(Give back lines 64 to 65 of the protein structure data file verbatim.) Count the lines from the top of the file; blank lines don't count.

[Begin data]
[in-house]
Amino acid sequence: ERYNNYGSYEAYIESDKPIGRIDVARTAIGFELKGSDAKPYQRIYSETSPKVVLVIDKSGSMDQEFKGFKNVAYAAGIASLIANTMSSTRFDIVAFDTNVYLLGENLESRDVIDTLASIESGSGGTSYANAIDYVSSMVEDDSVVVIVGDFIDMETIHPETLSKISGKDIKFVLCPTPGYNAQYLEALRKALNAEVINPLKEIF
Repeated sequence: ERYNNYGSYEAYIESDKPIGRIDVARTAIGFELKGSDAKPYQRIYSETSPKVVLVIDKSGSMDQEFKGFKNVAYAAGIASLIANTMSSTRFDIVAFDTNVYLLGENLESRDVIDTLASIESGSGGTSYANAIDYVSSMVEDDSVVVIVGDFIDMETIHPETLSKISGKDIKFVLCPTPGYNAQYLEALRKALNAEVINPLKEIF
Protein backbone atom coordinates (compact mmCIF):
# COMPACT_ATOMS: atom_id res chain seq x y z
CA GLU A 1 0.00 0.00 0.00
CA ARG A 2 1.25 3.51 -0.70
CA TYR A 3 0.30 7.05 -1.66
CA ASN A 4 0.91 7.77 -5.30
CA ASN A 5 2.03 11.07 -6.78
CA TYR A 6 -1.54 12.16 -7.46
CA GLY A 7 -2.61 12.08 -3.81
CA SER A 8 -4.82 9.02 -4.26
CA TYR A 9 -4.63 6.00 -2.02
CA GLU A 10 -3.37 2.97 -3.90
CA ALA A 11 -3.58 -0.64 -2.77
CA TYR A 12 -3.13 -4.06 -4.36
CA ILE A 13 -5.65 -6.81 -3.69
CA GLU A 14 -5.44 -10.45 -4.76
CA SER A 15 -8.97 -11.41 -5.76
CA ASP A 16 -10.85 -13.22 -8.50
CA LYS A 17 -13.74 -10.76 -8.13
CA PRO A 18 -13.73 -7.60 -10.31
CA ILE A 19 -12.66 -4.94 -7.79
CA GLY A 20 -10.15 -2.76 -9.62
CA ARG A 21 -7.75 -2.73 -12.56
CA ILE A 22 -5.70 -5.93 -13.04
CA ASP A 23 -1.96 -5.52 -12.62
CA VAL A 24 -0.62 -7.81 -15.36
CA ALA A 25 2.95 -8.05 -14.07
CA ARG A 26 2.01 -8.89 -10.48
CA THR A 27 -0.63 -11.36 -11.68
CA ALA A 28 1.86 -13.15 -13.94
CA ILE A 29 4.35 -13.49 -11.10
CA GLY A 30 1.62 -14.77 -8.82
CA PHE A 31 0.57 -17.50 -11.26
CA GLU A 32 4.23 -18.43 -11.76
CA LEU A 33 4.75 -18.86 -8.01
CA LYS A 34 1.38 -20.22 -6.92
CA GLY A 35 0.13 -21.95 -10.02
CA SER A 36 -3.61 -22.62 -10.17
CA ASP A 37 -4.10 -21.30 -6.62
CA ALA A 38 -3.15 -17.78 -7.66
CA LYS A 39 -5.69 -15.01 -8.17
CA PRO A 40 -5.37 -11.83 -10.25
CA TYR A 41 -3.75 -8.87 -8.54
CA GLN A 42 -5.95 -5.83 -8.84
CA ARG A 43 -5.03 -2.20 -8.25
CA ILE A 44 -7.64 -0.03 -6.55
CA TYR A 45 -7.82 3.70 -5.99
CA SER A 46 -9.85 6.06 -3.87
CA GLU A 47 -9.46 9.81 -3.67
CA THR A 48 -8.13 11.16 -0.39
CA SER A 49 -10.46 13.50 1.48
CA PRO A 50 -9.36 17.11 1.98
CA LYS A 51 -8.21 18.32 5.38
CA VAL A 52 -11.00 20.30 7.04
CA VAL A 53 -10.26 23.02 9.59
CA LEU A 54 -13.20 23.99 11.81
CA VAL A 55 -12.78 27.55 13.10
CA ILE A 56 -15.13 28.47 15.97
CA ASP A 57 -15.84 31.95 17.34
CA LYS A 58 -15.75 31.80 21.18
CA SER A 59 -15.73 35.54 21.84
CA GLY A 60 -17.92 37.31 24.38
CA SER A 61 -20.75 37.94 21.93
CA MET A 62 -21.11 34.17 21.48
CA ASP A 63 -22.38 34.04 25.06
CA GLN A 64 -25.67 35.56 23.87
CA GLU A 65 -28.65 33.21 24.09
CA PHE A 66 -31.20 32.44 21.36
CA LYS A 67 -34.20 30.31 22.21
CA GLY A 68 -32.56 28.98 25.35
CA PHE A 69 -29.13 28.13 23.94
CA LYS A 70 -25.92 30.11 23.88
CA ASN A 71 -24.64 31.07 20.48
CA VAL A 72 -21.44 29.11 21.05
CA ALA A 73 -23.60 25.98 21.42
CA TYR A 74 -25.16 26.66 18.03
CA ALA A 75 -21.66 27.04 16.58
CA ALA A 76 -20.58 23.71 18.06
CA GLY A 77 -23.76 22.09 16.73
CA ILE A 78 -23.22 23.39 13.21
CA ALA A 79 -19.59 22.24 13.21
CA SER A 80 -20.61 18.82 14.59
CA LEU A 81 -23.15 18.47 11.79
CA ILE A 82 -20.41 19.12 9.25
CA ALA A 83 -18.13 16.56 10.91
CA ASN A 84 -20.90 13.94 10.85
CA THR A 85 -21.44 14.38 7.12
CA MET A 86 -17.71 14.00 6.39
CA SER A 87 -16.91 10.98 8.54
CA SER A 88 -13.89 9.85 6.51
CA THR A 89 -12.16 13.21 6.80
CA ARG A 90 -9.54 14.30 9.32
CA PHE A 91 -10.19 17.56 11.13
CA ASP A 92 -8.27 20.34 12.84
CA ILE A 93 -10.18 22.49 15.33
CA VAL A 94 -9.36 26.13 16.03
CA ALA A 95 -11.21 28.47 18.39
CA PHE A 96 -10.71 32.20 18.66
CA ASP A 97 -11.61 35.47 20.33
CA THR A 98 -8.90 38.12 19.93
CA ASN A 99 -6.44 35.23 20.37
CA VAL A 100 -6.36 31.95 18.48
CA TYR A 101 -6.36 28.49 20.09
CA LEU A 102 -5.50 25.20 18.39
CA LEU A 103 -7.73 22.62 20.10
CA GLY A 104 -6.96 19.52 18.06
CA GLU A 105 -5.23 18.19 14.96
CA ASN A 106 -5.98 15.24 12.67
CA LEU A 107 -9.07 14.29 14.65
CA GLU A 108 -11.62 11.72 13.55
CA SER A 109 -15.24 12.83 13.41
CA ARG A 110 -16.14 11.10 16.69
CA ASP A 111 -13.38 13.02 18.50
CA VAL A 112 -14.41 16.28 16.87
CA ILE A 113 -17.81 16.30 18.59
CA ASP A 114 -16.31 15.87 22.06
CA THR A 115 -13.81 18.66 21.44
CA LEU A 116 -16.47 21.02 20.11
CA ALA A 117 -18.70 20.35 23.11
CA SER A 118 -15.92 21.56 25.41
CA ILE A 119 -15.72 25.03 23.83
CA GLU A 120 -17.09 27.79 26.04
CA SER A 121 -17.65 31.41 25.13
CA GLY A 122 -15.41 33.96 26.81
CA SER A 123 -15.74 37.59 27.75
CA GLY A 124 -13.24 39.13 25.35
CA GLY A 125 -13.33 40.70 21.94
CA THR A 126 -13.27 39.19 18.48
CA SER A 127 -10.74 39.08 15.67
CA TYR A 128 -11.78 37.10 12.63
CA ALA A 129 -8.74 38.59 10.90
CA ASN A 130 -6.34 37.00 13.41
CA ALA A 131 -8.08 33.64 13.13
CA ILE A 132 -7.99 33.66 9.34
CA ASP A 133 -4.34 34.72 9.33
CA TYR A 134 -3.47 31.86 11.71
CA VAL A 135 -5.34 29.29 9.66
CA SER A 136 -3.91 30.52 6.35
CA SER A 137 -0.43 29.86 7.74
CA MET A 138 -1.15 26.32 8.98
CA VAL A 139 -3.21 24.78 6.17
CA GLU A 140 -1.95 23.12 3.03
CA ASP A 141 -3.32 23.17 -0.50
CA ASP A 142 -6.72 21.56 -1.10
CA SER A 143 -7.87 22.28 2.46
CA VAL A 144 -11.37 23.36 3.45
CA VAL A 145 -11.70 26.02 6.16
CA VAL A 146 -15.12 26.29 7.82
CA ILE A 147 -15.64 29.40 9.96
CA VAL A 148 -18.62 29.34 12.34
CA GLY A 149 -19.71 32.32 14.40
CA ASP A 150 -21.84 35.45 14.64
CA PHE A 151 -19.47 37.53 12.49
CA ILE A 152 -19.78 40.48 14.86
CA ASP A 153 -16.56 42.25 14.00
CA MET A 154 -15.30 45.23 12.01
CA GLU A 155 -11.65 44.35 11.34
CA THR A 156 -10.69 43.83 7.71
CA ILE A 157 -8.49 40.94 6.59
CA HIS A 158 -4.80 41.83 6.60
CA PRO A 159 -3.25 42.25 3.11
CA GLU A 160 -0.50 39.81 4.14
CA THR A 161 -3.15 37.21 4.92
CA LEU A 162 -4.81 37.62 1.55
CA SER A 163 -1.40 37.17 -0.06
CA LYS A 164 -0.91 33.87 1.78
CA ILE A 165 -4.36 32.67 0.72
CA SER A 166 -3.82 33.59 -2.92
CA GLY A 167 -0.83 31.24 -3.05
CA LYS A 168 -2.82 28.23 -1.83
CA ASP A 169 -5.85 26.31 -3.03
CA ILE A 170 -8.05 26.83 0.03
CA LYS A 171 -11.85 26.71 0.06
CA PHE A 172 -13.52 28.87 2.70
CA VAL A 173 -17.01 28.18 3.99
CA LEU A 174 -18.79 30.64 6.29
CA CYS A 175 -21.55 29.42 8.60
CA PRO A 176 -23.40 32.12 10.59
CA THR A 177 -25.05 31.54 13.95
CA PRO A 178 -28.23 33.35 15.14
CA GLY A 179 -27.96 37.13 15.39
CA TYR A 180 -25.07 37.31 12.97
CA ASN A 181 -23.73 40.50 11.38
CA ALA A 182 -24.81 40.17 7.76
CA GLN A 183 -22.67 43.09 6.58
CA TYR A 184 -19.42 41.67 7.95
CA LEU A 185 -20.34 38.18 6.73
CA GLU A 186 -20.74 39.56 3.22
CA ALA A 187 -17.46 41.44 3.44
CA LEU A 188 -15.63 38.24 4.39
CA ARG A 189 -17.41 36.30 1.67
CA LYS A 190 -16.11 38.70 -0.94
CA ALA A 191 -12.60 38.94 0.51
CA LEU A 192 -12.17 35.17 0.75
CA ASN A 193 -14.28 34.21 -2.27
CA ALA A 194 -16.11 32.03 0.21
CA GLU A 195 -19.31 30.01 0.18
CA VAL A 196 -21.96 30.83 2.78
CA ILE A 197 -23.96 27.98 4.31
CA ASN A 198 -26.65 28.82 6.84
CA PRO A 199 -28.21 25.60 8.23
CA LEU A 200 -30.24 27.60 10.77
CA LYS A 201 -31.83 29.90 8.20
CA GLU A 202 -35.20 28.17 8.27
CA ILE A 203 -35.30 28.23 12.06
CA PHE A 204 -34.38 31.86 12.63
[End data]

CA SER A 59 -15.73 35.54 21.84
CA GLY A 60 -17.92 37.31 24.38